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Heather McIlvaine-Newsad in Louisiana Summer 2006
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John Long and Heather McIlvaine-Newsad at Louisiana research - Summer 2006
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Katrina Still Hurting Louisiana Fishing Communities

January 11, 2007

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MACOMB, IL - -A Summer 2006 trip to Louisiana's deep south coastal Grand Isle was an eye-opening experience for Western Illinois University senior John Long (Earlville, IL), a sociology major and anthropology minor, as well as for his teacher and experienced socio-cultural researcher Heather McIlvaine-Newsad, an associate anthropology professor.

McIlvaine-Newsad had been conducting ongoing research on the livelihood systems of fishing communities through two National Oceanic and Atmospheric Administration (NOAA) Fisheries grants: one, a $2,500 grant (2004) titled "Livelihood Strategies of Fishers and Shrimpers on Grand Isle, Louisiana;" the other, a $5,000 grant (2005) titled "Socio-economic and Cultural Impacts of the Decline of the Shrimping Industry in South Texas."

Then Hurricane Katrina ran rampage through the Gulf Coast Aug. 29, 2005.

"As an anthropologist I am interested in why people do what they do," McIlvaine-Newsad said. "This disaster-related research looks at how people's relationship to their physical environment has changed as a result of Katrina. More specifically, I am interested in whether people are losing or gaining knowledge about their environment and how they are changing their livelihood strategies in order to adapt to huge environmental changes, like hurricanes.

"For the NOAA studies, we were looking at fishing communities in general and how they responded culturally, economically and socially to the changes NOAA regulations imposed on them." she added. "After Katrina all you heard about was New Orleans. But a significant portion of Louisiana's economy is based on fishing and shrimping, which takes place in rural areas. Just as various regions of New Orleans are recovering at different rates, so too are diverse fishing communities recovering differently. It is difficult to see the variation when you don't see it firsthand. That is one reason anthropological field research is so important. You see firsthand how people are coping with change."

Researcher and student interviewed individuals from the Grand Isle, the last barrier island at the mouth of the Mississippi River which helps protect the city of New Orleans from hurricanes. McIlvaine-Newsad then continued her research with NOAA anthropologist Palma Ingles in the communities of Venice and Empire. All three communities suffered tremendous damage from Hurricane Katrina, she said.

Inhabitants of Grand Isle are primarily Cajun and have been shrimping since the 1800s. Shrimpers in Venice and Empire are largely comprised of Cambodians and Vietnamese immigrants who have been shrimping in the area for the past 20 to 30 years. The cultural differences among the communities, their social network systems and their familiarity with their physical environment all influence how they shrimp and how they rebuild after the storm, McIlvaine-Newsad explained.

"We were in Louisiana, but in some areas it looked as if we had stumbled into a developing country where poverty is a cultural norm," said Long, who assisted in the research by conducting and transcribing field interviews, coding data and mapping the area. "The poor are without a voice. They need anthropologists to give them that voice.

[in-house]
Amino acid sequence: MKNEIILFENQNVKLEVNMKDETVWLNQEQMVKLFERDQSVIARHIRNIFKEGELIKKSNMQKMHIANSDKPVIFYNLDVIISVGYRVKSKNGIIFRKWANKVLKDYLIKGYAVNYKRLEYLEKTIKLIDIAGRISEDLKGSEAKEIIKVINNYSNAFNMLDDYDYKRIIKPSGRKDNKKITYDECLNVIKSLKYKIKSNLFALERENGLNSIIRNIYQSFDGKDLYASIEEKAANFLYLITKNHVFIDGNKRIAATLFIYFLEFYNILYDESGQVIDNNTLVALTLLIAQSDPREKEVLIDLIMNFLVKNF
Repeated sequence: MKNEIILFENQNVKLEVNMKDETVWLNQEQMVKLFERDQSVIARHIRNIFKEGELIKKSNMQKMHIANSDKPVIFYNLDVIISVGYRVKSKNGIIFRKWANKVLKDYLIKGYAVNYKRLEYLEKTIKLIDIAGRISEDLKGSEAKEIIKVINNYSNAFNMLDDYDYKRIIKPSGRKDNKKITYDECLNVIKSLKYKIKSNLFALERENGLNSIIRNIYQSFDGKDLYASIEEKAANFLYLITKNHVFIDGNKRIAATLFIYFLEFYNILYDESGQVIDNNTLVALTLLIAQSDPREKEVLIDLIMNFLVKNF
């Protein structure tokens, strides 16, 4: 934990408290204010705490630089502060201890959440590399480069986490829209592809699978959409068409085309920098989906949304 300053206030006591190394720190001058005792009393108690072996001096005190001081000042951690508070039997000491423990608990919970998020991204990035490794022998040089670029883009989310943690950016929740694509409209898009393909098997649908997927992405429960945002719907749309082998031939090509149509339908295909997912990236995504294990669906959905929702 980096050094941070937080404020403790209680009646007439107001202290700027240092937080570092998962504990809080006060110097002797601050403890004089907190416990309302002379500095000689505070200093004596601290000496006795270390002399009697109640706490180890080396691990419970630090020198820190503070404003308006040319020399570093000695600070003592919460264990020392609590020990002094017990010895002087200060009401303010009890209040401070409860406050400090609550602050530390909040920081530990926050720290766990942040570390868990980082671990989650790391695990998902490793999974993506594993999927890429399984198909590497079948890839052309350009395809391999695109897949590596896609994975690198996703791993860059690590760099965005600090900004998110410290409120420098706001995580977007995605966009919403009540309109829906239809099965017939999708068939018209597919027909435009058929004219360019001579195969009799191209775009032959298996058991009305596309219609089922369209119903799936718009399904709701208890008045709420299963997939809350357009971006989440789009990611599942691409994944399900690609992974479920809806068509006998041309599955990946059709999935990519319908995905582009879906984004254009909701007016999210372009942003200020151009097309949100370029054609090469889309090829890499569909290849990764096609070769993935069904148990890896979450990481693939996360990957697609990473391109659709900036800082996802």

"Participating in the research was amazing," added Long, who received grants from the College of Arts and Sciences ($300) and the sociology and anthropology department ($75) to help defray his personal expenses. "Not only was I able to be involved in a project that was unique as the post-Katrina fishery research, but also to become entrenched in this fading way of life (shrimping) and possibly contribute to the greater body of knowledge which could, hopefully, help to save it from virtual extinction."

Although the hurricane created a surge in the natural shrimping environment, Grand Isle, Venice and Empire were annihilated. Homes are gone and residents still wait for temporary living trailers from FEMA more than one year after Katrina. Fishing boats were destroyed and other vital resources were also depleted such as dock space and ice machines. Shrimp processing plants have closed, and clients are relying more heavily than ever on farmed imported shrimp from other countries, McIlvaine-Newsad said.

"I think it's one of the best experiences for students to have," McIlvaine-Newsad said. "You can learn in the classroom, but to actually go out and do the research is invaluable."

Long agreed.

"I learned not only the practical application techniques of anthropological methods; but perhaps more importantly, I learned that anthropology can assist in policy formation that can save entire economic and social systems from destruction," he said.

McIlvaine-Newsad, who is also a research fellow for the Illinois Institute for Rural Affairs at Western, received her Ph.D. from the University of Florida (2000) in applied cultural anthropology with a focus on gender, agriculture and natural resource management strategies in Ecuador. She earned an M.A. in International Development from Ohio University. She followed her B.A. in German from Denison University serving as a Peace Corps Volunteer in the Dominican Republic. She speaks fluent German and Spanish.

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